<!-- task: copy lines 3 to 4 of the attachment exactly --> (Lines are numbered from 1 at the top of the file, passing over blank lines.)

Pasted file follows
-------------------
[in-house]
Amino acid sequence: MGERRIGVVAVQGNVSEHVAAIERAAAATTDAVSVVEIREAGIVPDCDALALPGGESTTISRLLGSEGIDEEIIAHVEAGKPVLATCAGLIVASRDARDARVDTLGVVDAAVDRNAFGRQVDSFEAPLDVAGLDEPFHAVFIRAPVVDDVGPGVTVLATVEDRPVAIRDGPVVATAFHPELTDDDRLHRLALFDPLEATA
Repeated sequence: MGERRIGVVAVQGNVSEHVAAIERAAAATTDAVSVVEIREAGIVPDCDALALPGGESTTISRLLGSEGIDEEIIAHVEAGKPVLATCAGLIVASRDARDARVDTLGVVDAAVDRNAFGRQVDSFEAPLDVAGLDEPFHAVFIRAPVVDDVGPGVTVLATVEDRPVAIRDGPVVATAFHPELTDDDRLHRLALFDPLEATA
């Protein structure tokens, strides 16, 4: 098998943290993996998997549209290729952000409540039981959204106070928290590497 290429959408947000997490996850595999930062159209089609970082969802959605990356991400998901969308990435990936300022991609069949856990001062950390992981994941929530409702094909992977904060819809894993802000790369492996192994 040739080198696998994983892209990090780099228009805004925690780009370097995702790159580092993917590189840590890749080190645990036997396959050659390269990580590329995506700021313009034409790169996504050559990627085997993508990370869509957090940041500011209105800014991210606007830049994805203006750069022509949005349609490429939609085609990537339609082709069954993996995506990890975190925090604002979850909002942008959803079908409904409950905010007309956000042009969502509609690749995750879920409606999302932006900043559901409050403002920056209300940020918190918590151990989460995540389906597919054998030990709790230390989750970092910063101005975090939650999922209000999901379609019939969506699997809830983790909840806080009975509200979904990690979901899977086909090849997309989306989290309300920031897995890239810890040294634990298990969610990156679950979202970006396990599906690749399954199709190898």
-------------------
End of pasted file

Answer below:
Repeated sequence: MGERRIGVVAVQGNVSEHVAAIERAAAATTDAVSVVEIREAGIVPDCDALALPGGESTTISRLLGSEGIDEEIIAHVEAGKPVLATCAGLIVASRDARDARVDTLGVVDAAVDRNAFGRQVDSFEAPLDVAGLDEPFHAVFIRAPVVDDVGPGVTVLATVEDRPVAIRDGPVVATAFHPELTDDDRLHRLALFDPLEATA
């Protein structure tokens, strides 16, 4: 098998943290993996998997549209290729952000409540039981959204106070928290590497 290429959408947000997490996850595999930062159209089609970082969802959605990356991400998901969308990435990936300022991609069949856990001062950390992981994941929530409702094909992977904060819809894993802000790369492996192994 040739080198696998994983892209990090780099228009805004925690780009370097995702790159580092993917590189840590890749080190645990036997396959050659390269990580590329995506700021313009034409790169996504050559990627085997993508990370869509957090940041500011209105800014991210606007830049994805203006750069022509949005349609490429939609085609990537339609082709069954993996995506990890975190925090604002979850909002942008959803079908409904409950905010007309956000042009969502509609690749995750879920409606999302932006900043559901409050403002920056209300940020918190918590151990989460995540389906597919054998030990709790230390989750970092910063101005975090939650999922209000999901379609019939969506699997809830983790909840806080009975509200979904990690979901899977086909090849997309989306989290309300920031897995890239810890040294634990298990969610990156679950979202970006396990599906690749399954199709190898």